Oracle Announces Exadata X3

Oracle Openworld started Sunday in San Fran with Larry Ellison delivering a keynote speech in which he highlighted some major announcements such as release of Oracle Database 12c and Exadata x3.

Ellison introduced  an enhanced version of its Exadata database machine that will allow customers to run all of their databases in-memory. This will deliver to Oracle customers what Ellison termed blazing performance." If you thought the old Exadatas were fast, you ain't seen nothing yet," he said at the OpenWorld conference in San Francisco.

Ellison also provided conference attendees a rundown of Oracle database version 12c, which had been expected as well.

The real big news is Exadata X3. Exadata X3 incorporates 26TB of memory in total, split among 4TB of DRAM and 22TB of flash cache, in one rack. "This is the hardware version of the Oracle cloud," Ellison said. "Everything is in memory. All of your databases are in-memory. You virtually never use your disk drives. Disk drives are becoming passe. They're good at storing images and a lot of data we don't access very often."

Exadata X3 Under the Hood

In addition, data compression allows customers to squeeze their data down by a factor of 10, saving on storage costs, Ellison said.

Database writes are 20 times faster than the previous-generation Exadata machine, and X3 also uses 10 to 30 percent less power, according to Oracle.

Exadata X3 will now compete directly with SAP's HANA in-memory database platform, and Ellison was ready to draw a comparison." I know that SAP has an in-memory machine," he said. "It's a little smaller." Later, Ellison called HANA "really small." 

According to Sam Jones a seasoned Oracle DBA and Consultant, "Formerly, pinning the most active portion of the database index in memory was critical to achieving very high transactional rates across a distributed Oracle environment. Now everything is in memory! What is faster than that? We used to rush to get our data written to disk, now RDBMS rush to get the data off the disk drives. "

Exadata X3 has a "smart memory hierarchy," with the DRAM on top, flash cache in the middle, and lots of traditional disk storage on the bottom, according to Ellison.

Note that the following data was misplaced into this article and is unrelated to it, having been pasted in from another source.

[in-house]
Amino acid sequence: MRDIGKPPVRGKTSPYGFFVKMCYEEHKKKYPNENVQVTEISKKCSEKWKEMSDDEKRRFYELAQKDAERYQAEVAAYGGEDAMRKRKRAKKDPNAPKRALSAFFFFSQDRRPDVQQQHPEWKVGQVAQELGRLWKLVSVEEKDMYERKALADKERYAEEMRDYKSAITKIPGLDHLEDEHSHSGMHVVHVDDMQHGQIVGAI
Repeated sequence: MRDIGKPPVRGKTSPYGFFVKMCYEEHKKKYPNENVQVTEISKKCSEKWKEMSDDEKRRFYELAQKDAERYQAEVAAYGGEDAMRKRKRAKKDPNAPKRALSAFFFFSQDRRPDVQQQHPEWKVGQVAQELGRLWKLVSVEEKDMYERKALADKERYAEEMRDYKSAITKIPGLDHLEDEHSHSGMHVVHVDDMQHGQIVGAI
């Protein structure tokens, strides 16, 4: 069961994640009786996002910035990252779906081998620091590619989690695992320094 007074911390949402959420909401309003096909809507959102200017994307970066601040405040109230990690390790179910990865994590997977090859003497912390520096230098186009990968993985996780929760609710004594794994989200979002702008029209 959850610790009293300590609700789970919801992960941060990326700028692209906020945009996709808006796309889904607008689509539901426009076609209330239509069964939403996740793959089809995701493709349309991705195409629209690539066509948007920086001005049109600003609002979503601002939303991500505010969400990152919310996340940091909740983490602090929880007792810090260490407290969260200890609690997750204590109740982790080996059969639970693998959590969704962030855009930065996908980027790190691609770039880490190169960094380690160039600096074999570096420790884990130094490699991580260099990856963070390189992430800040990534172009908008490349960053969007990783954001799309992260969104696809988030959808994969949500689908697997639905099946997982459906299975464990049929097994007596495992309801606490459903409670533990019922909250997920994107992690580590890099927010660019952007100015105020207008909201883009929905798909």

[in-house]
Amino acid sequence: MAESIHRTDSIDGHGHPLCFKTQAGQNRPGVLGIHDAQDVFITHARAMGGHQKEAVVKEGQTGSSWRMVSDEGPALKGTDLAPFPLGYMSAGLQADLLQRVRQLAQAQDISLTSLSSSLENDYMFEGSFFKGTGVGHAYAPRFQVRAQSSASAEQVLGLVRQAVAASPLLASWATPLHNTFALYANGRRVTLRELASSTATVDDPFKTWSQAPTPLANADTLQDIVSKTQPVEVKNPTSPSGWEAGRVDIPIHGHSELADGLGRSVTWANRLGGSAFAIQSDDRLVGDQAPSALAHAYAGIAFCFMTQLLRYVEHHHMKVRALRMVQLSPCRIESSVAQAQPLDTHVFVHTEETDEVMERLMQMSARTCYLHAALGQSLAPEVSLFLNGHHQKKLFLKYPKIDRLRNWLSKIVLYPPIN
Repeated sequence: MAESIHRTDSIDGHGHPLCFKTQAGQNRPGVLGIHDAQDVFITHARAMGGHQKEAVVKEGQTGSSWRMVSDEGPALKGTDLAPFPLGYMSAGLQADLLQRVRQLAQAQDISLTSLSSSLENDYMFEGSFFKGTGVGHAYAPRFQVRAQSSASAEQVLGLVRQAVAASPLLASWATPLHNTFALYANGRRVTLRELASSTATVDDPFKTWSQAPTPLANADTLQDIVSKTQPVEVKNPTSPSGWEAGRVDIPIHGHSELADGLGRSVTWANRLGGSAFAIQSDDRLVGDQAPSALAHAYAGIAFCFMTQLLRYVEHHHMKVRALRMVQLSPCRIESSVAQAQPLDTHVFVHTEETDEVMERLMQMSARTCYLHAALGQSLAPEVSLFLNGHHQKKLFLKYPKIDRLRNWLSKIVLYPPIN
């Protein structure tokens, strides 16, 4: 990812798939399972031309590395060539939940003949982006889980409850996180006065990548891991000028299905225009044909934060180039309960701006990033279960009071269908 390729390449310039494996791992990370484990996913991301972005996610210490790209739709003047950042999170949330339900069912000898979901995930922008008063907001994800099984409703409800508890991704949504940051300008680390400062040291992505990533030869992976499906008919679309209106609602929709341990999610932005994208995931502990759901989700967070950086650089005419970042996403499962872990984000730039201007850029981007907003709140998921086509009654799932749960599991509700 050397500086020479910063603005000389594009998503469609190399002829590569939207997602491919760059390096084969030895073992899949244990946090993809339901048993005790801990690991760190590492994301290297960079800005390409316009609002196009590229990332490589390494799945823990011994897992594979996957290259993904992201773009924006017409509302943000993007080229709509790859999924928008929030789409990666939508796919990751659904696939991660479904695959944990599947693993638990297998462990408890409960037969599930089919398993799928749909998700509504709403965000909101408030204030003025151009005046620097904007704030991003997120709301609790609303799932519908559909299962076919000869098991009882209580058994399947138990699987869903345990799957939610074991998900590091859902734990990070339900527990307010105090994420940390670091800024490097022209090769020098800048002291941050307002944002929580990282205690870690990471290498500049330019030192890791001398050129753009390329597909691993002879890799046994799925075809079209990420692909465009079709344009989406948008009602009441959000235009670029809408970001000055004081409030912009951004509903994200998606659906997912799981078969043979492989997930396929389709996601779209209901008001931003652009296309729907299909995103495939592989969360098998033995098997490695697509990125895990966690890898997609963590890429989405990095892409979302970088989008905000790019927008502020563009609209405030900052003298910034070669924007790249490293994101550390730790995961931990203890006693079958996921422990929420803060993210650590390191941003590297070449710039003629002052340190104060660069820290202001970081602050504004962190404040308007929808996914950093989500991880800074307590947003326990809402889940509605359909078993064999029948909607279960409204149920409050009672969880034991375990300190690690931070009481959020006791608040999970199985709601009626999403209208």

Ellison as he typically does was beating his chest about his new products, especially about how much more powerful and fast  X3 is than past versions as well as the competitions' offerings. 

"The reason we're making these things faster is to improve not just their peak performance but their cost performance," he said. "You can save a lot of money. You will save so much money in storage because of our compression."

Exadata machines are a growing profit center for Oracle because they also run many separately licensed database software, which provides steady annual maintenance payments. The combination has meant that a fully-loaded Exadata box tends to require a significant investment from customers.

Oracle and  Ellison see opportunities in growing this business especially by  introducing midsized customers into the Exadata market. He announced a new "eighth-rack" X3 edition that has a list price of $200,000. It is faster than larger Exadata configurations released in 2010 and 2008.

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Bill has been a member of the technology and publishing industries for more than 25 years and brings extensive expertise to the roles of CEO, CIO, and Executive Editor. Most recently, Bill was COO and Co-Founder of and the parent company PSN Inc. Previously, Bill held the position of CTO of both Wiseads New Media and


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